Use these best investment research tools to guide you in building a well-balanced portfolio of high quality stocks.

factors that affect investment decisions

Using our three-part Successful Investor approach, in addition to our other best investment research tools, will help you build a more stable, profitable portfolio

As we’ve said before, it’s a mistake to let predictions guide your investing, because they are not among the best investment research tools. It’s even worse, however, to base investment decisions on what you might call “compound predictions”—those that have two or more related parts that all have to pay off for you to win.

Most investment predictions fail for reasons like this. They tend to zero in on one or a few high-profile issues and play down or disregard other important matters that also have a role in the investment process.

Additionally, as new ideas stream into the market, more choices are available. This is hard on investors who focus on predictions because they have more ways to guess wrong with this new information.


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The best way around this problem is to quit making predictions. Forget about trying to pinpoint future events or developments. Everybody who tries often enough will wind up making some good guesses. However, no one can foresee the future.

Instead, take a close look at what you know about the current investment situation. Then, try to spot investments that seem to offer attractive opportunities under a variety of future conditions.

Some of your favourite choices will disappoint you—so will many of your predictions. But some of the investments you choose for the opportunity they offer will perform much better than you ever guessed, when you least expected it.

These four financial ratios are some of the best investment research tools for analyzing stocks

Price-earnings ratios (or p/e ratio): The p/e is the ratio of a stock’s market price to its per-share earnings. As a general rule, the lower the p/e, the better, and generally a p/e of less than 10 represents value.

Price-to-book-value ratios: The book value per share of a company is the value that the company’s books place on its assets, less all liabilities, divided by the number of shares outstanding. Book value per share gives you a rough idea of the stock’s asset value.

Price-cash flow ratios: Simply put, this is earnings without taking into account non-cash charges such as depreciation, depletion and the write-off of intangible assets over time. It’s actually a better measure of a company’s performance than earnings.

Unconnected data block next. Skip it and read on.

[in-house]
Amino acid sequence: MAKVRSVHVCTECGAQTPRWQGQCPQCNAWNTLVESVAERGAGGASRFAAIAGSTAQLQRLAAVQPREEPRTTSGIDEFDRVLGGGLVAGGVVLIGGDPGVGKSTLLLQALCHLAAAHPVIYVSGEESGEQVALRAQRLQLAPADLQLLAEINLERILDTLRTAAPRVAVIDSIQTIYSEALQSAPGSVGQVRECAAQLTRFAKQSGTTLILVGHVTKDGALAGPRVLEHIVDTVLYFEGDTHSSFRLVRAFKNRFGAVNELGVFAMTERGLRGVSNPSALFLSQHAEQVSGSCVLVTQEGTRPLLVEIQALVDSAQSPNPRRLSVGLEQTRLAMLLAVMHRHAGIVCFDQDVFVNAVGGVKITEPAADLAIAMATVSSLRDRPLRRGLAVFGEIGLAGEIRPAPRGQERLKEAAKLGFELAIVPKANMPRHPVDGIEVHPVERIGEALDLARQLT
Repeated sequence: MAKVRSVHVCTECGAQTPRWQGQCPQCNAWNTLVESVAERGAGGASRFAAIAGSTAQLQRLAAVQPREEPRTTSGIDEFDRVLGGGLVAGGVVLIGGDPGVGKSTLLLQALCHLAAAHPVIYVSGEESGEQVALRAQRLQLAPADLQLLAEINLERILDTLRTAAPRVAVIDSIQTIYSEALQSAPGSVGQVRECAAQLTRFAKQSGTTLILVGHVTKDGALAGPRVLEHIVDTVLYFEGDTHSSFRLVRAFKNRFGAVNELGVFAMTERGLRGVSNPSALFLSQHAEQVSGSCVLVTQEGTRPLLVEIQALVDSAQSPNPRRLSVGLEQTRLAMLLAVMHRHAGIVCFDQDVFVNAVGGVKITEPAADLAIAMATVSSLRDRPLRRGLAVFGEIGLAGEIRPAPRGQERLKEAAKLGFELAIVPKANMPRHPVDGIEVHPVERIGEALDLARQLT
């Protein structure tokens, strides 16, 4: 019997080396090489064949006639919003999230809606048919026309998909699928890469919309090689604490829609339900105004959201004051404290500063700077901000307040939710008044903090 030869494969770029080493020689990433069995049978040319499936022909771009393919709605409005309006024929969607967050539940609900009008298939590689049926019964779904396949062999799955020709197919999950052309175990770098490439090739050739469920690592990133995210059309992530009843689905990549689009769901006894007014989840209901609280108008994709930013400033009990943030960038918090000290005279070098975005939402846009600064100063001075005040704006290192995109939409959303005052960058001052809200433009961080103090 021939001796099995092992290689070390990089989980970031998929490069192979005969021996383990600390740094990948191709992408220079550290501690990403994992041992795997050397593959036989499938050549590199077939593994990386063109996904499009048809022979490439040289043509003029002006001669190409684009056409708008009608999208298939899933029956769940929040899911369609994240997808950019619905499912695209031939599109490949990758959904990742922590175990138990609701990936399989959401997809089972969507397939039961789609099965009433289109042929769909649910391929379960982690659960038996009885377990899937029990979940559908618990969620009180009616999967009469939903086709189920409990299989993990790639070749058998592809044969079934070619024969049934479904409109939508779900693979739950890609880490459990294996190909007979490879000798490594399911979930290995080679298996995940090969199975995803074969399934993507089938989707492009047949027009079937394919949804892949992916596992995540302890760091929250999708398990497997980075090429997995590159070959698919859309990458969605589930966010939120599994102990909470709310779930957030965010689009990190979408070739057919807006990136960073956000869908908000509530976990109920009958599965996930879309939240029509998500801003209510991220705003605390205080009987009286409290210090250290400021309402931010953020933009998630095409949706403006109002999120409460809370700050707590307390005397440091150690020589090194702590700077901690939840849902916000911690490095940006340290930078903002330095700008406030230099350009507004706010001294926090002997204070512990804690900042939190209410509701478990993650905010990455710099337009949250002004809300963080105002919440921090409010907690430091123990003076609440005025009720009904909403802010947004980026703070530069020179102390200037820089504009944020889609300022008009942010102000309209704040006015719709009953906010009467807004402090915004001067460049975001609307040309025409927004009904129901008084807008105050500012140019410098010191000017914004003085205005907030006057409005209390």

Debt-to-equity: When a company loses money, it still has to pay the interest and eventually repay the debt. A high ratio of debt to equity increases the risk that the company won’t survive a business slump.

Using a break-even analysis as one of the best investment research tools for making profitable decisions

A break-even analysis is basic arithmetic, but has significant value in analyzing potential gains—and losses—on stocks. For example, if you lose X% in the stock market, you’ll need X% to recover, or break even. An understanding of this relationship can help you stay out of poor-quality stocks where the risk of a big decline is high. For example:

  • If you lose 10%, you need an 11% gain to break even.
  • If you lose 20%, you need to make 25% to break even.
  • If you lose 40%, you need to make 66.6% to take you back to where you started.
  • If you lose 50%, you need a 100% gain to break even.

An 11% gain is relatively common; in fact, the market has gained nearly that much annually, on average, over the past 75 years or so. A 25% gain is a little harder to achieve. You need an above-average year to make that kind of return. Gains of 66.6% to 100% or more can take years. Even if you make enough money to regain your losses, however, that only brings you back to where you started.

Use charts to support your view a company

Chart reading is a useful tool, but it’s just one among many. Don’t look at a chart for a prediction of what’s going to happen. Instead, look to see if the pattern on the chart seems to support your view of the stock, based on its finances and other fundamentals. But remember that the stock market follows a multitude of factors to varying extents, and the most important or influential factors continually change.

It’s encouraging if your analysis and the chart seem to match. But sometimes they don’t. If a company looks promising, but its chart shows a lengthy falling trend, insiders may know something you don’t. That’s when you know you have to dig deeper, and perhaps wait until the situation clarifies itself.

Use our three-part Successful Investor approach, which stands atop the best investment research tools

  1. Hold mostly high-quality, dividend-paying stocks.
  2. Spread your money out across most if not all of the five main economic sectors: Manufacturing & Industry, Resources & Commodities, Consumer, Finance and Utilities.
  3. Downplay or stay out of stocks in the broker/media limelight.

What are your favourite tools for researching stocks?

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